Night Shift Can Raise Cancer Risk

Night Shift Can Raise Cancer Risk A new study has revealed that people working on the night shift are more at risk of getting a particular type of cancer. The genes associated with cancer remain active in night working people.

The day is made to work and the night is made for rest, nature has created the cycle of day and night so that after working all day, a person can rest the night. But the need for money has forced people to work night and day, the result of which is coming in the form of life-threatening diseases like cancer. A new study has revealed that people working night shifts are more at risk of getting a particular type of cancer. New research by the Washington State University Health Sciences has revealed that the genes associated with cancer are active in the people working at night.

In the study, researchers included healthy people working in the day and night shifts, which revealed that night shifts affect the 24-hour natural rhythm, activating genes associated with particular cancers.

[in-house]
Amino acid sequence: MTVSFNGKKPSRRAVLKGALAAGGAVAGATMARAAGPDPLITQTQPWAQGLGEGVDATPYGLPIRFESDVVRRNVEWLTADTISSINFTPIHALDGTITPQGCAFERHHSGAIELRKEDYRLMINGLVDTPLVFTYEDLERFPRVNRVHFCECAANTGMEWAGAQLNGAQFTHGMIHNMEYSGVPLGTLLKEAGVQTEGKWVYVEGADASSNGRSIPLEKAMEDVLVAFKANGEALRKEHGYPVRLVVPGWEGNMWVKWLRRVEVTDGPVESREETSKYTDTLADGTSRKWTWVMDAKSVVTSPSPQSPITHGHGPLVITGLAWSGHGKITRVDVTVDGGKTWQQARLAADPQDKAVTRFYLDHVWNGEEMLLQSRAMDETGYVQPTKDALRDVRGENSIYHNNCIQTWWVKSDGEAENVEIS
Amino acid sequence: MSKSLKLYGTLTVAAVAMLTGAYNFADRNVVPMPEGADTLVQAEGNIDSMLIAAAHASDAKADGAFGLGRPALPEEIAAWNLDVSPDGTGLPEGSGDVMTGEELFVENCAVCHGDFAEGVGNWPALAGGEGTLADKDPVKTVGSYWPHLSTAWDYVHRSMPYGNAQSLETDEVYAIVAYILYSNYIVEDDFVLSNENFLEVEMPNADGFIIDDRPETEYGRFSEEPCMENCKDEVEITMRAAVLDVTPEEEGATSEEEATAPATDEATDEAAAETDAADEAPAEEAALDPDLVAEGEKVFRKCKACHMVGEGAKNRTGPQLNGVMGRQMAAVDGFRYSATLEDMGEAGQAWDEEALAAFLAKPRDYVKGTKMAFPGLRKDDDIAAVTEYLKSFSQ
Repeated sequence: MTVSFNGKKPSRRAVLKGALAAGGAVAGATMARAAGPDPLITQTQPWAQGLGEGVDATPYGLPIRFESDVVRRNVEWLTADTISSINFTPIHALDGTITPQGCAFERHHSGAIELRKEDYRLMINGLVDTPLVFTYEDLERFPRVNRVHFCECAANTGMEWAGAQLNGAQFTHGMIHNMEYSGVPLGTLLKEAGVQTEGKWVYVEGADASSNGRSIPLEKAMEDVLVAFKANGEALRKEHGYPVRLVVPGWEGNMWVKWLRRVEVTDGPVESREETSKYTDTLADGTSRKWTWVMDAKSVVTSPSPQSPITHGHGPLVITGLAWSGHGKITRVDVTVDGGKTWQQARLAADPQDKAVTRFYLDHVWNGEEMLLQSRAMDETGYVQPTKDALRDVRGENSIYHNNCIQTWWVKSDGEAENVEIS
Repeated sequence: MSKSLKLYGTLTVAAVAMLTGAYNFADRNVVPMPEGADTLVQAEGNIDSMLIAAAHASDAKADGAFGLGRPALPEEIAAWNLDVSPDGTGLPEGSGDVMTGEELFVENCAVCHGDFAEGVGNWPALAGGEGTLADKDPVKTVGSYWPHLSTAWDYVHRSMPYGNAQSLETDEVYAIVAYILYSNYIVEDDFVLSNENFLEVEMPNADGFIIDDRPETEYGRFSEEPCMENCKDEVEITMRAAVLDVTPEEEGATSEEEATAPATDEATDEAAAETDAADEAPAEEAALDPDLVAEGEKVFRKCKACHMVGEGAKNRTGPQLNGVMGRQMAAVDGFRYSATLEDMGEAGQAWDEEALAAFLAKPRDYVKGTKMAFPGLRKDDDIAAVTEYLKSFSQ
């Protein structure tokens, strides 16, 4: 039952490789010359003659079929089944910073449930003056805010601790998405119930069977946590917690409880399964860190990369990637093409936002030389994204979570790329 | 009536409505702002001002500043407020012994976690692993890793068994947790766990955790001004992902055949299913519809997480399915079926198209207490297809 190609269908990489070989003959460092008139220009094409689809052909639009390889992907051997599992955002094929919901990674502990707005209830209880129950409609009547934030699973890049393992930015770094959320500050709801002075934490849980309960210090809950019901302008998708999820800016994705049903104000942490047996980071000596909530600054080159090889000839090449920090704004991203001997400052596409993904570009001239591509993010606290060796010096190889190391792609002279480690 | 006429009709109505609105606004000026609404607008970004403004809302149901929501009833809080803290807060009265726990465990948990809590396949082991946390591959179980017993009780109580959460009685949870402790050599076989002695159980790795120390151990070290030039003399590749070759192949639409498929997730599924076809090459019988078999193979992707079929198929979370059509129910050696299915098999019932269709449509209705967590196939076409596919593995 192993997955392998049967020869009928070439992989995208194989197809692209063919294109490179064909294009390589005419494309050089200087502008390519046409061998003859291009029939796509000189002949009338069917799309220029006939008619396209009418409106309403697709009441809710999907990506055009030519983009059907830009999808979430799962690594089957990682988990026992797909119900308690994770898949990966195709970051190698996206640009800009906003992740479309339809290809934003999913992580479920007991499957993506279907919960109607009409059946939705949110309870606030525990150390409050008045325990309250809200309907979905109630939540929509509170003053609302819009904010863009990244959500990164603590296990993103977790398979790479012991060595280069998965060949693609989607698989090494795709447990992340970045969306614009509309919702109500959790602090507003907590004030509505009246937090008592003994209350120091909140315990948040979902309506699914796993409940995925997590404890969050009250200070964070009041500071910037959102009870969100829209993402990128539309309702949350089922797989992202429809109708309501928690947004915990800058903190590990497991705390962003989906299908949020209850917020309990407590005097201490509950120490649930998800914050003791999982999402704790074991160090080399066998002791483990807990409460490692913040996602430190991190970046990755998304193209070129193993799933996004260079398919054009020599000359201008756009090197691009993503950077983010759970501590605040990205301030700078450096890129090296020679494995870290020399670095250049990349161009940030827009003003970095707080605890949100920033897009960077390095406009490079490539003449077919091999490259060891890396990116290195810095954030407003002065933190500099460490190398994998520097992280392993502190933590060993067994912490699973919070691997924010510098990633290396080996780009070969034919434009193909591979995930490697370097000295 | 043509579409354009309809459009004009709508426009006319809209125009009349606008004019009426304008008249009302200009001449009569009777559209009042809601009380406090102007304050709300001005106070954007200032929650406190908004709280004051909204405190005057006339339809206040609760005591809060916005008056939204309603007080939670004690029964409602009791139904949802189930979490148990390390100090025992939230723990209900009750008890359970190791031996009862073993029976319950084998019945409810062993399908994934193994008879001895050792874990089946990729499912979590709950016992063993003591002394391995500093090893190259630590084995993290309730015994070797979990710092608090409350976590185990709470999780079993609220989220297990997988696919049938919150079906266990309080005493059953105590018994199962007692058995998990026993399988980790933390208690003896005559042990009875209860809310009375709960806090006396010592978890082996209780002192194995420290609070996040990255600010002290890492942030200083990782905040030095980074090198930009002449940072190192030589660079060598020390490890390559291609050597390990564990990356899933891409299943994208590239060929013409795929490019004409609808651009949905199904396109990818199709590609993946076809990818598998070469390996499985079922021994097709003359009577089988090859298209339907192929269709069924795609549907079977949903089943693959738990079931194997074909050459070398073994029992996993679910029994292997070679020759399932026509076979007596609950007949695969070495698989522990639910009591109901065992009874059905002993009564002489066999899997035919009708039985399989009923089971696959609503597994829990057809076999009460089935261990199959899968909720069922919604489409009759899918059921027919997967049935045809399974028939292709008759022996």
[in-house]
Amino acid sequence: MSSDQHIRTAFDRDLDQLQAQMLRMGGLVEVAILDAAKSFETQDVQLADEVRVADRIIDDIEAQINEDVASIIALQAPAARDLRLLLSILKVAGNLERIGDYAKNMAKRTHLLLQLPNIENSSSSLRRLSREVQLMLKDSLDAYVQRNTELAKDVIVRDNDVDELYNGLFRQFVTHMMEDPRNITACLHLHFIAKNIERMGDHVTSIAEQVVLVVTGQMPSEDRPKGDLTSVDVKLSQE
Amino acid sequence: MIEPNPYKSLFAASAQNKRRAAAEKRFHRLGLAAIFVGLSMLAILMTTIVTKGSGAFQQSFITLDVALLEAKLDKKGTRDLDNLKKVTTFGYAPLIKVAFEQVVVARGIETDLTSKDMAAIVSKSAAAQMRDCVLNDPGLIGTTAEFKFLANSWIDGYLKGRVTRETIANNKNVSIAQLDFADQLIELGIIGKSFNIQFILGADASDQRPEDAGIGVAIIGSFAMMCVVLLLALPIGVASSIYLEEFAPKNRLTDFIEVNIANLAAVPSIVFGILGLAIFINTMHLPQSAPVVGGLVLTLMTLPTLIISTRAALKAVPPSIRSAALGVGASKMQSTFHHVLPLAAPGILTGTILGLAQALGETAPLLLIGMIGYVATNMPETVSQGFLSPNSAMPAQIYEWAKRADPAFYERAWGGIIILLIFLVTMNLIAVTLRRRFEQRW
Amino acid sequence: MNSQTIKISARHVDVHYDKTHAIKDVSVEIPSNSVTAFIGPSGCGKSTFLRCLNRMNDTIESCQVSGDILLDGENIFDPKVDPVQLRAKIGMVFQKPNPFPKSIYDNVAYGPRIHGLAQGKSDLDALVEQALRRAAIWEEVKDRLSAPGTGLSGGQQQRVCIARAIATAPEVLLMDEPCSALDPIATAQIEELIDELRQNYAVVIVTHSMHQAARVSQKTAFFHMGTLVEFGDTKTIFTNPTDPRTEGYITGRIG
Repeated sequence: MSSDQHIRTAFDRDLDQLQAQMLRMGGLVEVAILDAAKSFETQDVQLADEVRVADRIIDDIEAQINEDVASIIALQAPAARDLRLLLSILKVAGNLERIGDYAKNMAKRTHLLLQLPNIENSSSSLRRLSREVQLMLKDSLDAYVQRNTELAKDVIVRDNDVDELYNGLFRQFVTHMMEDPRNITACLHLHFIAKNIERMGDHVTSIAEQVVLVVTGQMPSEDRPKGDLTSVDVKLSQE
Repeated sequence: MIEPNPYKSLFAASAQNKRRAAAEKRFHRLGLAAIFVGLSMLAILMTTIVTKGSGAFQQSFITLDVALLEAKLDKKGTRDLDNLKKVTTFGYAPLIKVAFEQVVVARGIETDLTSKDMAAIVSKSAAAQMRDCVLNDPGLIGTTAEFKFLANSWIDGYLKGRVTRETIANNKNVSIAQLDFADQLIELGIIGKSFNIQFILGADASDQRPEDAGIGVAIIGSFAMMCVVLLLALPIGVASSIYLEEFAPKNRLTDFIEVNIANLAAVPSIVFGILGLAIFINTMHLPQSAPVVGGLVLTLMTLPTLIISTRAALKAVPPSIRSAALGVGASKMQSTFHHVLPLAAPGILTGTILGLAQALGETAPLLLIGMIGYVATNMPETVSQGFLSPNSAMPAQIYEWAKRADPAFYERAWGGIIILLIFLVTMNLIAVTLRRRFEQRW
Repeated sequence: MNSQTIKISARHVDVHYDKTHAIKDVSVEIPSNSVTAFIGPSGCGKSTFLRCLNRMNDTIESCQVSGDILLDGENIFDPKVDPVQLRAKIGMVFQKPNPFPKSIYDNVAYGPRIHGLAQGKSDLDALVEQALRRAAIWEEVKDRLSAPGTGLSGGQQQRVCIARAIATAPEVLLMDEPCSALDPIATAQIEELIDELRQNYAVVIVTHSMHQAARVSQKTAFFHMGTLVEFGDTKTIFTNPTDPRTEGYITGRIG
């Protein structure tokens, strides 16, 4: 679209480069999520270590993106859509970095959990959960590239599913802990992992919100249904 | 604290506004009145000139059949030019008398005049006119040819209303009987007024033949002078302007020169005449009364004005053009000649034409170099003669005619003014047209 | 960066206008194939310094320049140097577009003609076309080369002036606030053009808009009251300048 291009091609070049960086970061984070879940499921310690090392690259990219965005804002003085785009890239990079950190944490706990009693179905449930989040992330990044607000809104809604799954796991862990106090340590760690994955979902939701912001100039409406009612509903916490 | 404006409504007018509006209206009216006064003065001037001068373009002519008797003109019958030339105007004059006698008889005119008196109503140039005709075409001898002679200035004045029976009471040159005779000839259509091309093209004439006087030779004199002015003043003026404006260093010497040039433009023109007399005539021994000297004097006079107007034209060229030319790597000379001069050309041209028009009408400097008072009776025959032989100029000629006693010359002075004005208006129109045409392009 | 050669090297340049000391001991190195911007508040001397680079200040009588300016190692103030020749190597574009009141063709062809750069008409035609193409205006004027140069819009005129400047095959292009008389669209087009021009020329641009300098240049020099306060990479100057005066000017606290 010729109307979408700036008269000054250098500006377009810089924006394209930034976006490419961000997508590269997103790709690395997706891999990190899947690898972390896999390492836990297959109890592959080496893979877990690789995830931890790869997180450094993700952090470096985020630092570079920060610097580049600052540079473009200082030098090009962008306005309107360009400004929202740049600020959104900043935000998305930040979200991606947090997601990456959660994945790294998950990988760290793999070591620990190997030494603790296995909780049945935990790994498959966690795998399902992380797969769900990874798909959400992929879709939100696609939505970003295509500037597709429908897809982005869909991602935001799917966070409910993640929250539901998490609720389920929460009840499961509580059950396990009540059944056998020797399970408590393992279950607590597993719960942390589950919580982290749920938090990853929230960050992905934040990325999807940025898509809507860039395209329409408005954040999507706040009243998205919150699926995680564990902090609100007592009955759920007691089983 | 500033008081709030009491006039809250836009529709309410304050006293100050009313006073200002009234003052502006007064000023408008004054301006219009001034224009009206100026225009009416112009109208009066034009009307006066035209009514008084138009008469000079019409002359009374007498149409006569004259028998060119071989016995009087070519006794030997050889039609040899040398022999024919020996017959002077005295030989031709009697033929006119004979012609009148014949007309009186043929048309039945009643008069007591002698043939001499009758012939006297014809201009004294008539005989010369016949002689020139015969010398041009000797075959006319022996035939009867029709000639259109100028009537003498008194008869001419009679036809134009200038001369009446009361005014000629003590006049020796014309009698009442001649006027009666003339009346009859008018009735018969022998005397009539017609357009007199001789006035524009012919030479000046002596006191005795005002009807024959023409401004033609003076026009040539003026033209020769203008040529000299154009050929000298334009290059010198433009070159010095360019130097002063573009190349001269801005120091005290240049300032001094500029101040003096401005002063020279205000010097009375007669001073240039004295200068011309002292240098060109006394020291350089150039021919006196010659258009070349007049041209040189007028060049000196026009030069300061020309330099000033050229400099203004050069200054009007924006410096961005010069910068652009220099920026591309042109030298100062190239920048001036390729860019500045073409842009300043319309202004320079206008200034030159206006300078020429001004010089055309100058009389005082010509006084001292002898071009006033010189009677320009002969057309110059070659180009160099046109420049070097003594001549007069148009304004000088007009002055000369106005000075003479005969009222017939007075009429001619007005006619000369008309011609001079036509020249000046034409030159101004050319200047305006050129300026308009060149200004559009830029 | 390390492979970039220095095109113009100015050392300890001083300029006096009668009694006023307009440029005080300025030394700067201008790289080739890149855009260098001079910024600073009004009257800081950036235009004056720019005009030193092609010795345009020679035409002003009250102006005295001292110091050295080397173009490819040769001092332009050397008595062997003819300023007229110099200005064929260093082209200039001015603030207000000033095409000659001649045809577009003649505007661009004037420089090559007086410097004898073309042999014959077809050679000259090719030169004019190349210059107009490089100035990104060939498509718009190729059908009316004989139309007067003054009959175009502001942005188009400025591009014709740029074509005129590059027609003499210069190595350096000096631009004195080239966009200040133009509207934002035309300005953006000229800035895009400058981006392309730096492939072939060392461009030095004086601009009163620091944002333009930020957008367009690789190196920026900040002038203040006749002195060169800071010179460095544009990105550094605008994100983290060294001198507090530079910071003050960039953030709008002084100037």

According to the study, the risk of damage to DNA of people working at night is high. DNA repair mechanisms fail to compensate for that loss.

Cancer disease revealed in the study

Researchers have found in the study that cancer disease has been found more among people working in night shifts. However, the study has not yet clarified why night shift work increases the risk of cancer. Let us tell you that there is a natural biological clock inside our body that is equipped with a system that works according to 24 hours day and night. His activity level differs by day or night. Researchers thought that manipulating that rhythm increased the risk of cancer.

Research revealed

The researchers studied 14 people working in different shifts to validate the study. 50 percent of the people involved in the study completed a 3-day night shift schedule, while the rest were made part of a 3-day day shift. After completing the shifts, all the participants were kept awake for 24 hours. In addition, blood samples were taken every 3 hours after continuous illumination and monitoring the room temperature. Testing of red blood cells in the blood sample revealed that the rhythm of the genes associated with the cancer was different in people with night shifts.

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